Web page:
Chorionic villi are the beginnings of the placenta. Rapidly growing, fingerlike projections in the sidewalls of the uterus, they look like sea kelp. By means of a soft catheter introduced vaginally and guided by ultrasound, a sample of these villi can be aspirated and sent to the laboratory for culturing. The cells are dividing very rapidly at this early stage and they grow quickly in the culture, giving results in seven days, in contrast to amniocentesis, which takes two weeks for results. As well as providing material for a chromosomal analysis, CVS allows us to rule out Tay-Sachs, sickle-cell anemia, and any inborn error of metabolism or enzymatic problem. The only thing this test does not do is establish the AFP level, but because every woman not having amniocentesis is screened with a blood test for AFP, this is not a problem.

Chorionic villus sampling yields the same information as an amniocentesis done five, six, or seven weeks later. The presence of anomalies can be confirmed at ten weeks—before the pregnancy is showing, before the woman is feeling fetal movement, and before there is the degree of bonding with the baby that is likely to have taken place by 20 weeks. Thus, if the findings give rise to a decision not to continue with the pregnancy, it can be interrupted with a D and C with far less morbidity and psychological stress than occasioned by a second trimester termination.

Even parents who know that they would never terminate a pregnancy regardless of the circumstance should undergo prenatal testing because education and preparedness can make such a difference in the quality of life for parents and children. You can find more detailed information on these and other common prenatal tests, as well as advice on deciding how to proceed in the event that a test reveals something troublesome, in my book, Inside Information for Women.

– Yvonne S. Thornton, M. D., M. P. H.

Women with Polycystic Ovary Syndrome Often Have Cardiovascular Disease Risk Factors, Too

Thursday, October 10th, 2013

A study published in the Journal of Clinical Endocrinology and Metabolism highlighted the relationship between polycystic ovary syndrome (PCOS) and cardiovascular disease (CVD). Researchers noted that women with PCOS were more likely to have risk factors for CVD. They carried out a study in which evidence-based reviews were provided of studies that examined the risk relationship and to develop guidelines for lessening the risk of CVD.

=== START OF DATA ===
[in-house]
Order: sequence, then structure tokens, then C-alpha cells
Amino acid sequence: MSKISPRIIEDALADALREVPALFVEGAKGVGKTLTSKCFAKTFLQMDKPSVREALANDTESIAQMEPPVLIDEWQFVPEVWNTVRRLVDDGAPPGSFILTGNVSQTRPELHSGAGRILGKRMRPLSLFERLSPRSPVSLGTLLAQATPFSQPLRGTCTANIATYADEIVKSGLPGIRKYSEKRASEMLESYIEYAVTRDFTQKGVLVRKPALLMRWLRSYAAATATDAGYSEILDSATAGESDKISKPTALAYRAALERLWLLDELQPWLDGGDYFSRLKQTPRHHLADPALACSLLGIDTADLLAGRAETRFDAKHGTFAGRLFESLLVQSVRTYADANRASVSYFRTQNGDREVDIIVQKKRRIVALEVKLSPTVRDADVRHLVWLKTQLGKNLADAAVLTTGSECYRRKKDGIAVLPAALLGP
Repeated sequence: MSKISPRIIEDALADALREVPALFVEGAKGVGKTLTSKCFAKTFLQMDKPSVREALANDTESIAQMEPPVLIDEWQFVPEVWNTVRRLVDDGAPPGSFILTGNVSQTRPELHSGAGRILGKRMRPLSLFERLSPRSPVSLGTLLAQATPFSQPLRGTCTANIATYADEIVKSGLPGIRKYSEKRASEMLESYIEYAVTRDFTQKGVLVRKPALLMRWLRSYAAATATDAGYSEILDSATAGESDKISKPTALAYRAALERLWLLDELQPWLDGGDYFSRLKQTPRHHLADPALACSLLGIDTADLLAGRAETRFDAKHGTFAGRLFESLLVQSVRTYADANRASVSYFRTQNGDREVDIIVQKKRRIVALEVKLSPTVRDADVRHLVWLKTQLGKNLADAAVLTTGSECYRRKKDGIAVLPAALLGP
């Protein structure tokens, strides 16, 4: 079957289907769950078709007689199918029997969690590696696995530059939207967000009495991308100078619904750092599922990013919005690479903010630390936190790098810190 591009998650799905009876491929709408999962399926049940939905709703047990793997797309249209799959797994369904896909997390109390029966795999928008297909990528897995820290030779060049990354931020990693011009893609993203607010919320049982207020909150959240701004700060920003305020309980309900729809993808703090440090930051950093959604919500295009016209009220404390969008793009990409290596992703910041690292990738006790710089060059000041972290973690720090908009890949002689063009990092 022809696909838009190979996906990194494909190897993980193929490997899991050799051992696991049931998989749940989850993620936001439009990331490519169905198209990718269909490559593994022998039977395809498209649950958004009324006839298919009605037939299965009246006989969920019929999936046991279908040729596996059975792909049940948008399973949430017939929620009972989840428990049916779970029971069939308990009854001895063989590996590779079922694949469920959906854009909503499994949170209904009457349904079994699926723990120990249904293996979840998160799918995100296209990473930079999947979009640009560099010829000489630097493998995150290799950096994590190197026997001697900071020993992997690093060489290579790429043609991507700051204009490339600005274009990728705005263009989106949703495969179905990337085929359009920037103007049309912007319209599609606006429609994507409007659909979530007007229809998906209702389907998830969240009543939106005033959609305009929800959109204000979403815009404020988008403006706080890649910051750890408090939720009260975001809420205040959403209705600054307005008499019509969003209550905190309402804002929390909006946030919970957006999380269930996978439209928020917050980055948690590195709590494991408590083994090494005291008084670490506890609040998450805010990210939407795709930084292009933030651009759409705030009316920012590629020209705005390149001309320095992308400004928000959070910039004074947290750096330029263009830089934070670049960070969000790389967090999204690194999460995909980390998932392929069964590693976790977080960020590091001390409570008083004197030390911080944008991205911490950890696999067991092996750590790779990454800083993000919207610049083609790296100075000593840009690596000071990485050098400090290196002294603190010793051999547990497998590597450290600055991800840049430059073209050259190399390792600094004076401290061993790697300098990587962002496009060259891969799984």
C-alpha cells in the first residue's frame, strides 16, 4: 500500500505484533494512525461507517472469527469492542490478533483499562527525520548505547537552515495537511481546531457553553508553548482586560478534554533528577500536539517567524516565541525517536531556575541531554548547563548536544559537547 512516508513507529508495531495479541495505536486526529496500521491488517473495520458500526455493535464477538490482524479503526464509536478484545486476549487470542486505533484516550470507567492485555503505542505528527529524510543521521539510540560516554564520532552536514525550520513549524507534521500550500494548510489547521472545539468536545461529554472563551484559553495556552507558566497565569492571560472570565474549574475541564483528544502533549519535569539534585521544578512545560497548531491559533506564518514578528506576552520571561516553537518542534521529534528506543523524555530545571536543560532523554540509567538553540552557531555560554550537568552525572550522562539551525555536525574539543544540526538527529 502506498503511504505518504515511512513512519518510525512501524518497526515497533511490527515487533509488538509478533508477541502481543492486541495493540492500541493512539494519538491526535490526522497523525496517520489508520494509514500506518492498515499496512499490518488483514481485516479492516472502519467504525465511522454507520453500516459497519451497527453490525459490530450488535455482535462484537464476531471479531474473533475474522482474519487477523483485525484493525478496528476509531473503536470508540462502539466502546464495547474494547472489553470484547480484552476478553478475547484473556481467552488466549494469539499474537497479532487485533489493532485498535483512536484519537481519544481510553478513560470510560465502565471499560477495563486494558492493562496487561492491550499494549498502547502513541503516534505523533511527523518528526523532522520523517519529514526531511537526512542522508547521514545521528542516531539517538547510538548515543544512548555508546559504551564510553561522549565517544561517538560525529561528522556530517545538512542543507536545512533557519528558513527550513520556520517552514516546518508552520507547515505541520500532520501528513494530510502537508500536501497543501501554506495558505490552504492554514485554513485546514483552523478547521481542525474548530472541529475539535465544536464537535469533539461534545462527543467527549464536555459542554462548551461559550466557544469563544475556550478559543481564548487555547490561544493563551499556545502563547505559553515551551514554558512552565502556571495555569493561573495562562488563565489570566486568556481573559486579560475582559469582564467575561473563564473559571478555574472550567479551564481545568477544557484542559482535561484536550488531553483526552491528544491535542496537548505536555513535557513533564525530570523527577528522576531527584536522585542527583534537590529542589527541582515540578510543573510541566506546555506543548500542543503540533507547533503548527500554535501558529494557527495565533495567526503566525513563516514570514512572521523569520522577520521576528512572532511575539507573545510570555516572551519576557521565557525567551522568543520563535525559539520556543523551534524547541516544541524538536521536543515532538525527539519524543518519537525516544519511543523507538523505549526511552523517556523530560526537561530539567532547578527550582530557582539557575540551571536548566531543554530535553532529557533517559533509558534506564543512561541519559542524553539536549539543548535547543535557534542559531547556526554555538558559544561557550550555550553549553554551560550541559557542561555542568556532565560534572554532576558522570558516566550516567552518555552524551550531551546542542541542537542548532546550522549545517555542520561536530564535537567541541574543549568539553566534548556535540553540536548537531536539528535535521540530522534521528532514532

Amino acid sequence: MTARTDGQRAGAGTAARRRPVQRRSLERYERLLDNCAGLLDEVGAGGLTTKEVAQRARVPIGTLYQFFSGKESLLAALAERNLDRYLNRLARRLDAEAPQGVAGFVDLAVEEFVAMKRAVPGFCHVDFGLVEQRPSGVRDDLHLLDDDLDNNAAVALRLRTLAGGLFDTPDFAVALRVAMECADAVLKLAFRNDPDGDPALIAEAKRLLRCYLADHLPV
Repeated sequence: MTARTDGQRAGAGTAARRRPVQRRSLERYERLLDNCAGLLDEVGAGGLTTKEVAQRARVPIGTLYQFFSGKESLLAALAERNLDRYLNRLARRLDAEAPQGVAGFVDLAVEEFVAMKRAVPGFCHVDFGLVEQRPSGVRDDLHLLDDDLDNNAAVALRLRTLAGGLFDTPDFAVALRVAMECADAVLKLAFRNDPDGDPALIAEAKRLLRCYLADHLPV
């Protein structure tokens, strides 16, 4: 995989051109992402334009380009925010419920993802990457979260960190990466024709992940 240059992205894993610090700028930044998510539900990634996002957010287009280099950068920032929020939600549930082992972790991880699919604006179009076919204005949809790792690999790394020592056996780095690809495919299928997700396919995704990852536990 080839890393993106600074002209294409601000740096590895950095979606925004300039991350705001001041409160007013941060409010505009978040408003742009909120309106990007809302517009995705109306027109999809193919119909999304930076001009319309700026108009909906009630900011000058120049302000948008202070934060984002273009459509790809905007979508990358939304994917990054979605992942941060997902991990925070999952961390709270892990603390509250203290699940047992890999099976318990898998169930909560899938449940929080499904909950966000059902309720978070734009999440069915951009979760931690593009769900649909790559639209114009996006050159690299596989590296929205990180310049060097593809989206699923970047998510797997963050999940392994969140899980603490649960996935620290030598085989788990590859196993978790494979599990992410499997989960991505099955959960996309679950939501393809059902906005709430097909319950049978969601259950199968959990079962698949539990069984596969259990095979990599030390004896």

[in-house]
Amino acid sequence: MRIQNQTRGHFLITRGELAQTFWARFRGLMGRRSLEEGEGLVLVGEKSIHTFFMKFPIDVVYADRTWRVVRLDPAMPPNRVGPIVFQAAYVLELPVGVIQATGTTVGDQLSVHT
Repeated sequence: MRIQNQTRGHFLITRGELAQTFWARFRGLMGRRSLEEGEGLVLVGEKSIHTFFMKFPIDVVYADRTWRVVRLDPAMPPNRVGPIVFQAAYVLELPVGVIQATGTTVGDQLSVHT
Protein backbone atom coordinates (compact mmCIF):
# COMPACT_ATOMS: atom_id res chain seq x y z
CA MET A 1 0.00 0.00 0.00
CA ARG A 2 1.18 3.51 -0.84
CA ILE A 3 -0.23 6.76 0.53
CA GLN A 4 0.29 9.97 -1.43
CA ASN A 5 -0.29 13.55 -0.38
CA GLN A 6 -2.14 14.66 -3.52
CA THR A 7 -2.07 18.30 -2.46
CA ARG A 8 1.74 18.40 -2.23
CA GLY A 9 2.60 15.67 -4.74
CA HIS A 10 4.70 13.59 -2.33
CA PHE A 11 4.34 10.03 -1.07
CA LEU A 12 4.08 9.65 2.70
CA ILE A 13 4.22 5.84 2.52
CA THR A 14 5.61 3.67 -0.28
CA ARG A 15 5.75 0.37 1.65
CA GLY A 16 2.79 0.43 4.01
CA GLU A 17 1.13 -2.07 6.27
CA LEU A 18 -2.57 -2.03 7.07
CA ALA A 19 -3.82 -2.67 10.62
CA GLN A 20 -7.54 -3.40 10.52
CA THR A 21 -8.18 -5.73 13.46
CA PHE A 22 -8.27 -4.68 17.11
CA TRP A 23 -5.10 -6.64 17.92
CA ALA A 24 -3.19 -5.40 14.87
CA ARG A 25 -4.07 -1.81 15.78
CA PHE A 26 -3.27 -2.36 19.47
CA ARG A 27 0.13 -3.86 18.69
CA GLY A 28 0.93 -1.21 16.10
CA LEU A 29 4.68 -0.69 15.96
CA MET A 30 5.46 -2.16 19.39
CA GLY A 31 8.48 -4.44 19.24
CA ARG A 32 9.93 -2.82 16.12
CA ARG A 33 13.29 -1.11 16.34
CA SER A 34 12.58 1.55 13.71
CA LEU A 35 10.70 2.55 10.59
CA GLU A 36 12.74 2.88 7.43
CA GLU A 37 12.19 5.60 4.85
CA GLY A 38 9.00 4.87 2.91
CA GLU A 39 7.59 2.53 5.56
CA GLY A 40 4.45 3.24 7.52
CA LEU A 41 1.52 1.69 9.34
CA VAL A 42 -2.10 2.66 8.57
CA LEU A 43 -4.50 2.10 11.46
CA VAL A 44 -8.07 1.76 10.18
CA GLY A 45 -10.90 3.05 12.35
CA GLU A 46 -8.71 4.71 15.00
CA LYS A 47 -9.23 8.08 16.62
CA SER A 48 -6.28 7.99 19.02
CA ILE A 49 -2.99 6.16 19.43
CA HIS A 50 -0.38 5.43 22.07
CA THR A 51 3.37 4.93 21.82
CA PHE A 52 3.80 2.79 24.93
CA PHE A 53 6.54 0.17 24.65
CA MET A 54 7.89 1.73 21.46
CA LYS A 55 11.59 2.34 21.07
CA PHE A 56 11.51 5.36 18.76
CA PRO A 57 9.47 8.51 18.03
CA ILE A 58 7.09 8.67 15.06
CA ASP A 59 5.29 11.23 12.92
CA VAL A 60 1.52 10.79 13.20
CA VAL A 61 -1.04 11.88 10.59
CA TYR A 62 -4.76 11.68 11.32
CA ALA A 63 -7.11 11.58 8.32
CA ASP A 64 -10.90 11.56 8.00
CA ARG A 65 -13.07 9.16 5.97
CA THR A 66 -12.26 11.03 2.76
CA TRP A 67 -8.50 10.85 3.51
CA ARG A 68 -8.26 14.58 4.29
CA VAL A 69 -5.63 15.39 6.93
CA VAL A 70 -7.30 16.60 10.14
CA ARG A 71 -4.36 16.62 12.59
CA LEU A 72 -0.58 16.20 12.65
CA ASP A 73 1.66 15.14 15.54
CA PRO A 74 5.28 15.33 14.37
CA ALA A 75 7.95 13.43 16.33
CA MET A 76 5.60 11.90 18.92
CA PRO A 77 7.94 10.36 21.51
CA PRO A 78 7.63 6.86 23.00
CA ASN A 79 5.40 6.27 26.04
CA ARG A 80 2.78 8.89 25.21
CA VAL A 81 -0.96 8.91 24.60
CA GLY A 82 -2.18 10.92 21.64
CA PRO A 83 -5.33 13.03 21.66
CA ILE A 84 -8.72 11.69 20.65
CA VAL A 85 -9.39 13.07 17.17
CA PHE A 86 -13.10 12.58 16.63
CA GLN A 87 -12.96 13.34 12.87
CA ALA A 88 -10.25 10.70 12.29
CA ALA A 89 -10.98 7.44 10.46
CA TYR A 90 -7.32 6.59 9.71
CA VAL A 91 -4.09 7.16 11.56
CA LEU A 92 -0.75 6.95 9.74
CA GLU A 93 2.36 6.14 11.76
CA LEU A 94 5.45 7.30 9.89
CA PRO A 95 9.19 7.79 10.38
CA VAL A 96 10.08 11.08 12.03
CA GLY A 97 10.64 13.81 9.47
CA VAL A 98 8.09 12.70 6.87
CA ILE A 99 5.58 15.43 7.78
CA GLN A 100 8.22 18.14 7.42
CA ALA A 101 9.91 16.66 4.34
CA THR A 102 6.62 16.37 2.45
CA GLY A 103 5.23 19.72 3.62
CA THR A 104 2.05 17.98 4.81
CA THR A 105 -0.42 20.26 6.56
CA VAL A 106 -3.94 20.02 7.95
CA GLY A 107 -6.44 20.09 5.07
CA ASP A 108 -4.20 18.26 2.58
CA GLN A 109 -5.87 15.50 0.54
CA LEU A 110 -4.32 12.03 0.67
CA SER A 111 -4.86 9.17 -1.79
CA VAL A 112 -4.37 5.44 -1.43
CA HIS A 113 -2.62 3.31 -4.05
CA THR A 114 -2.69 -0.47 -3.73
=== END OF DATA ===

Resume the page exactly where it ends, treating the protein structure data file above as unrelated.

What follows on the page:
The study included only other studies where PCOS patients were compared with control patients, and excluded any articles that included unclear PCOS diagnoses or unclear controls. The conclusion of the study was that women with PCOS who are also obese, smoke, or have high blood pressure or impaired glucose tolerance are at risk for CVD. Women who have PCOS and type 2 diabetes are at high risk for CVD.

PCOS is common, affecting 6-10% of women of childbearing age, and is characterized by hyperandrogenism, ovulatory dysfunction, and polycystic ovaries. Other symptoms that women may notice to varying degrees include irregular menstrual periods, hirsutism, acne or other skin problems, weight gain (especially around the waist), thinning hair, pelvis pain, sleep apnea, and anxiety or depression. In young women with PCOS, there may be multiple risk factors for CVD, such as metabolic syndrome, type 2 diabetes, abdominal obesity, and high blood pressure. For these women, taking measures to prevent future CVD is an absolute necessity.

If you feel you may have PCOS, talk to your doctor about it. Your doctor will take some steps to see if you really do have PCOS or if another condition is causing your symptoms. Expect your doctor to ask you about your medical history, including your menstrual cycle and any weight changes; perform a physical exam, including blood pressure, waist size, and areas of increased hair growth; a pelvic exam, to check your ovaries for enlargement; a vaginal ultrasound, to further examine your ovaries; and blood tests to check for androgen and glucose levels in your blood.

If you do find out you have PCOS, even though there is no known cure, there are effective treatments that can help you manage your symptoms and prevent further problems. The right treatment for you will depend on your individual symptoms and whether or not you may become pregnant. Goals of treatment include lowering your risk for CVD and relieving your symptoms. A combination of treatments is the most effective route for most women.